Buying a New Phone, and Want the Best Camera? iPhone 5S vs Nexus 5

A good comparison between the iPhone 5S and the Nexus 5. There is a part in the beginning that’s about the speed of the processor, but after that it’s a good comparison between the cameras.

(Found on Feber, source: iTwe4kz on youtube)

Sony RX-100, test update

So, a few days more have gone by since I bought my Sony RX-100 as my new “carry-with-me-cam” and I must say I’m starting to really like this small friend of mine. Of course there are down sides, but overall it feels like a really good camera, price and size included in the comparison.

On the down sides… I still can feel a little bit frustrated about the time factor, since I’m used to faster cameras, and I sometimes struggle to find a good focus. I also find it hard to adjust some of the settings that’s usually found directly on buttons, instead of in menus. The later can be solved partially by attaching functionality to the buttons (like the fn-button).

Here are some new photos taken with the Sony RX-100. The photos are unedited if it doesn’t says other under each image, except for adding the text in the bottom. All photos are saved “for web” in Photoshop with an image width of 1200.

Last of all. This test isn’t a professional test where I compare this camera against 10 others. This is just my personal opinion about the Sony RX-100.

I hope you all have a great ending of this weekend, the last one before Christmas.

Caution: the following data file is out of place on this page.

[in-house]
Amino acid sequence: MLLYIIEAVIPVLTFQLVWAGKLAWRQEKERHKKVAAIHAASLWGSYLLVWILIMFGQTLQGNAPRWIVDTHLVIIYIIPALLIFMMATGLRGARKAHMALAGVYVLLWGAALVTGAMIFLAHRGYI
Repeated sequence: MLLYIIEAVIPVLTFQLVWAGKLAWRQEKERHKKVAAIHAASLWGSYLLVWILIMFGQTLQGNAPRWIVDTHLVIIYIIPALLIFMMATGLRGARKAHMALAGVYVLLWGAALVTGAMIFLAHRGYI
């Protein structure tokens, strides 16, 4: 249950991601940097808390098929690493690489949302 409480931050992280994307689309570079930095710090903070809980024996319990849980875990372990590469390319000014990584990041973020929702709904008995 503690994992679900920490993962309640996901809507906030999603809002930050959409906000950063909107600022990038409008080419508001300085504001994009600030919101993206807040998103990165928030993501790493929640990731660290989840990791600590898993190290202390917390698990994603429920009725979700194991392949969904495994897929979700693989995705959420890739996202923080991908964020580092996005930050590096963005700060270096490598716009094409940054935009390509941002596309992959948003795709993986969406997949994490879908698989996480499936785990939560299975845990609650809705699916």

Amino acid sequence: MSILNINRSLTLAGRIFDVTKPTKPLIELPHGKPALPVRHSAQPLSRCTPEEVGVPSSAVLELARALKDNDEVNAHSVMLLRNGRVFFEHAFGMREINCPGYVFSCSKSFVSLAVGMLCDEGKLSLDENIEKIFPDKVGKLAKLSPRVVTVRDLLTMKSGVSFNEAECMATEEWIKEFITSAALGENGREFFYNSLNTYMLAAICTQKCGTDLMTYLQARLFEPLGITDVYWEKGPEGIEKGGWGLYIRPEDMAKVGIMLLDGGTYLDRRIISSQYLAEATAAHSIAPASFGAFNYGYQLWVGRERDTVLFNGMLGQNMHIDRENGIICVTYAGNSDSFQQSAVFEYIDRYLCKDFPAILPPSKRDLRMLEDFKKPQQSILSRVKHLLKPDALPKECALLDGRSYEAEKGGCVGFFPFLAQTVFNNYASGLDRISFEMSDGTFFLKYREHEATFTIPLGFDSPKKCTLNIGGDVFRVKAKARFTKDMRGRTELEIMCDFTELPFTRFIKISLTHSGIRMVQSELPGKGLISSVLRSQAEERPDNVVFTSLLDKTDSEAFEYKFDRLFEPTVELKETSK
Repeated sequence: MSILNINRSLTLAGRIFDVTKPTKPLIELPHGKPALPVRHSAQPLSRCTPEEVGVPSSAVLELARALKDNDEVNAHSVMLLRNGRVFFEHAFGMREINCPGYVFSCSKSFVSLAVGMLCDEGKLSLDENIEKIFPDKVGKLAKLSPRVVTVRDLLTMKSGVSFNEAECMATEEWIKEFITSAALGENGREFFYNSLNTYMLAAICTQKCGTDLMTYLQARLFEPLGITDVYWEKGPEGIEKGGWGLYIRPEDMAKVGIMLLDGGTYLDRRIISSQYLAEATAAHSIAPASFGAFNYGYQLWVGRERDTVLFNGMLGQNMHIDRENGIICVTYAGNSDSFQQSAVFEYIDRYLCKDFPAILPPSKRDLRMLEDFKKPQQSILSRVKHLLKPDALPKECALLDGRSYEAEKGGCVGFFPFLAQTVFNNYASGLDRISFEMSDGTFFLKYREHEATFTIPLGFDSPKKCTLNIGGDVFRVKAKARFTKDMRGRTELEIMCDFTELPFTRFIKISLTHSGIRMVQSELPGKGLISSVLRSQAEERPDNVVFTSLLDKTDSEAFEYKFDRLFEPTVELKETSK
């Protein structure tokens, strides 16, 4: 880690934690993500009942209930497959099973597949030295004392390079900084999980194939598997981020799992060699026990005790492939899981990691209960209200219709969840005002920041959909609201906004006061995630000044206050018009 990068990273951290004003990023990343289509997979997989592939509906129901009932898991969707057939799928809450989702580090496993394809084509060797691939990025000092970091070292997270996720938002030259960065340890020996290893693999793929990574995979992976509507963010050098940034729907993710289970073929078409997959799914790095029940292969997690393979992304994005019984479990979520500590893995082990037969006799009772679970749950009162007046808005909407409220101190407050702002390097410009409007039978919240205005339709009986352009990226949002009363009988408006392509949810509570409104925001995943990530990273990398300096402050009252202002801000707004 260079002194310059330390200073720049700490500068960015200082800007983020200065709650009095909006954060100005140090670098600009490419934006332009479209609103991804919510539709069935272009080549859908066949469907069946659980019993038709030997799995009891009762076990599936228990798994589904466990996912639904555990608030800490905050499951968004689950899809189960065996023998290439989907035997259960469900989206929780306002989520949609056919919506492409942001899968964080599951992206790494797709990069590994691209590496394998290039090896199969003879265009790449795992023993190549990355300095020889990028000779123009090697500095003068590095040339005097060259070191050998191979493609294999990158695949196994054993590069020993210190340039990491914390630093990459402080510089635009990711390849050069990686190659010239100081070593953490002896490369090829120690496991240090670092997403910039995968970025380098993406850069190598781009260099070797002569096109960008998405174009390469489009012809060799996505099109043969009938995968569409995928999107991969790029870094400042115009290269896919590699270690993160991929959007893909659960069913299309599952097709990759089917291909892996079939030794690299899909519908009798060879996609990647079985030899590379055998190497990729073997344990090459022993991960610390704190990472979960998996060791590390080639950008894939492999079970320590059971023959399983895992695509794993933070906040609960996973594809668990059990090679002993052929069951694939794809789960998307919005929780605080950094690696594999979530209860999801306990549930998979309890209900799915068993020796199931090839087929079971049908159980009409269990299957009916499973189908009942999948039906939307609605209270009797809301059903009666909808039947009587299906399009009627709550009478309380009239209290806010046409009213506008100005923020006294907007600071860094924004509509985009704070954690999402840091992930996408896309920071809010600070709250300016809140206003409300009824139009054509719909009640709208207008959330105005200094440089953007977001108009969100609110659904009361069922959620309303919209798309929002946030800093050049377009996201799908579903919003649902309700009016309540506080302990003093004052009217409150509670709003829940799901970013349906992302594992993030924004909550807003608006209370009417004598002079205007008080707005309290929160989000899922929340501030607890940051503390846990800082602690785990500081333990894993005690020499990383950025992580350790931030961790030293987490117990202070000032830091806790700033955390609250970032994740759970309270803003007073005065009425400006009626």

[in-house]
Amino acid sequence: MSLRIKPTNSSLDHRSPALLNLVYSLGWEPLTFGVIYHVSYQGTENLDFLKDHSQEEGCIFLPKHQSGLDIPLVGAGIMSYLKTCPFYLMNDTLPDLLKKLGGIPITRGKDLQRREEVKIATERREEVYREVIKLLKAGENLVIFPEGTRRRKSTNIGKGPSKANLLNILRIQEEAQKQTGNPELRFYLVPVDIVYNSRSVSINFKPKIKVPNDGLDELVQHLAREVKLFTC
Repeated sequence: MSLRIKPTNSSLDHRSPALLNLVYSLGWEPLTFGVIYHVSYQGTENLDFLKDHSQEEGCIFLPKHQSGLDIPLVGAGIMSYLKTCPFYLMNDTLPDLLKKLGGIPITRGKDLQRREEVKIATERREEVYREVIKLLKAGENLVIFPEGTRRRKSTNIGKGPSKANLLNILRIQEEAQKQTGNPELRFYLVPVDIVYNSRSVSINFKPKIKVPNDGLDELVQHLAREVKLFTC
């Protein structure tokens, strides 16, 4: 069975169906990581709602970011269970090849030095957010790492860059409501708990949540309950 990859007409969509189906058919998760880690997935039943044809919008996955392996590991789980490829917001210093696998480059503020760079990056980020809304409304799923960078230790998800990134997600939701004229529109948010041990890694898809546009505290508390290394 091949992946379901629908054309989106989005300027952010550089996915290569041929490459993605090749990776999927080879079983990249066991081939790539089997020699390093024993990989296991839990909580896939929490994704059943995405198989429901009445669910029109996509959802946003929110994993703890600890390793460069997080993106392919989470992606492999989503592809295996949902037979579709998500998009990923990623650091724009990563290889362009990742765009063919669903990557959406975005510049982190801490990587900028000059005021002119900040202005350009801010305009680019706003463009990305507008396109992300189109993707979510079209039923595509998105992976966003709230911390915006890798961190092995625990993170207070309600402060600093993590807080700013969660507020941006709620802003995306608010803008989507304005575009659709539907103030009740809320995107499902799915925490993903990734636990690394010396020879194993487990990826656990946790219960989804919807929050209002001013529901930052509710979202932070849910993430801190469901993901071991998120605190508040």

The first article “first thoughts” will be found here

© Pedro Hansson - Sony RX-100 - Test in low light conditions
© Pedro Hansson – Sony RX-100 – Test in low light conditions
© Pedro Hansson - Sony RX-100 - Test in low light conditions
© Pedro Hansson – Sony RX-100 – Test in low light conditions
© Pedro Hansson - Sony RX-100 - Test picture of focus on wall in a conference room -
© Pedro Hansson – Sony RX-100 – Test picture of focus on wall in a conference room –
© Pedro Hansson - Sony RX-100 - Test picture Makro, slightly edited with enhanced exposure -
© Pedro Hansson – Sony RX-100 – Test picture Macro, slightly edited with enhanced exposure –

My current top iPhone Photo Apps

One of my first posts on this blog was about which iPhone Photo-apps I preferred. And since then I now and then have posted and reposted that list.


(link to app-store) – From my previous post
If you like filters and sharing images with the rest of the world you’ll love Instagram (my nickname on Instagram is @pedrohansson). I’m surprised how creative and actually really beautiful images that are shared at Instagram. And many of those just using their iPhone (1) What I think separates Instagram from many other “filter-apps” is their strength as a company. You can feel the quality.

© Pedro Hansson – iPhone-Image using Instagram-app
Upplands Väsby Sweden

(1) A portion of the images at Instagram are shot with professional equipment

Perfectly Clear

One of the downsides with “phone-photo” is usually noise, and dealing with the small sensor. With this app I’ve rescued many images that sometimes get to dark, with to much noise, and so on.

It’s not a traditional photo app with ton’s of filters and picture bending operations, but it’s a great tool to use to enhance images.

© Pedro Hansson – Perfectly Clear


Link to the company:

I think that almost everyone that’s interested in taking pictures with the iPhone have come across this app. In my opinion it’s one of the easiest out there to use, and it comes with quite a lot of features as well.

Here’s a youtube review of the app:


Link to the company:
Link to app-store: